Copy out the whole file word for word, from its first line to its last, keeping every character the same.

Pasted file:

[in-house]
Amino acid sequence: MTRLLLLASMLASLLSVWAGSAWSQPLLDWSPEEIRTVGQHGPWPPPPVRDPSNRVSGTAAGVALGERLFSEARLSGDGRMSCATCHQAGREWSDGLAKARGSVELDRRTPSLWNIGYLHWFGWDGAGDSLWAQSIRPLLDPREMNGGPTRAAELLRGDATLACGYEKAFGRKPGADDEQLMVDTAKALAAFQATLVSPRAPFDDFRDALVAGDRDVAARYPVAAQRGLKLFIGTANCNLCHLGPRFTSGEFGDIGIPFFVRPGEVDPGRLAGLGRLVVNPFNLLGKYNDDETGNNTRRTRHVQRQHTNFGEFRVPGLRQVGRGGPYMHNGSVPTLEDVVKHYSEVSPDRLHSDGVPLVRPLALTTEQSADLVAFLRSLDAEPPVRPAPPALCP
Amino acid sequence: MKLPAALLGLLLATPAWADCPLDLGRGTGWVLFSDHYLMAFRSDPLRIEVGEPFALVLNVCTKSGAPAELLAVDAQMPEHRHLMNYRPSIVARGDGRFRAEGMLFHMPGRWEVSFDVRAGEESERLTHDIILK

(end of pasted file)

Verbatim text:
[in-house]
Amino acid sequence: MTRLLLLASMLASLLSVWAGSAWSQPLLDWSPEEIRTVGQHGPWPPPPVRDPSNRVSGTAAGVALGERLFSEARLSGDGRMSCATCHQAGREWSDGLAKARGSVELDRRTPSLWNIGYLHWFGWDGAGDSLWAQSIRPLLDPREMNGGPTRAAELLRGDATLACGYEKAFGRKPGADDEQLMVDTAKALAAFQATLVSPRAPFDDFRDALVAGDRDVAARYPVAAQRGLKLFIGTANCNLCHLGPRFTSGEFGDIGIPFFVRPGEVDPGRLAGLGRLVVNPFNLLGKYNDDETGNNTRRTRHVQRQHTNFGEFRVPGLRQVGRGGPYMHNGSVPTLEDVVKHYSEVSPDRLHSDGVPLVRPLALTTEQSADLVAFLRSLDAEPPVRPAPPALCP
Amino acid sequence: MKLPAALLGLLLATPAWADCPLDLGRGTGWVLFSDHYLMAFRSDPLRIEVGEPFALVLNVCTKSGAPAELLAVDAQMPEHRHLMNYRPSIVARGDGRFRAEGMLFHMPGRWEVSFDVRAGEESERLTHDIILK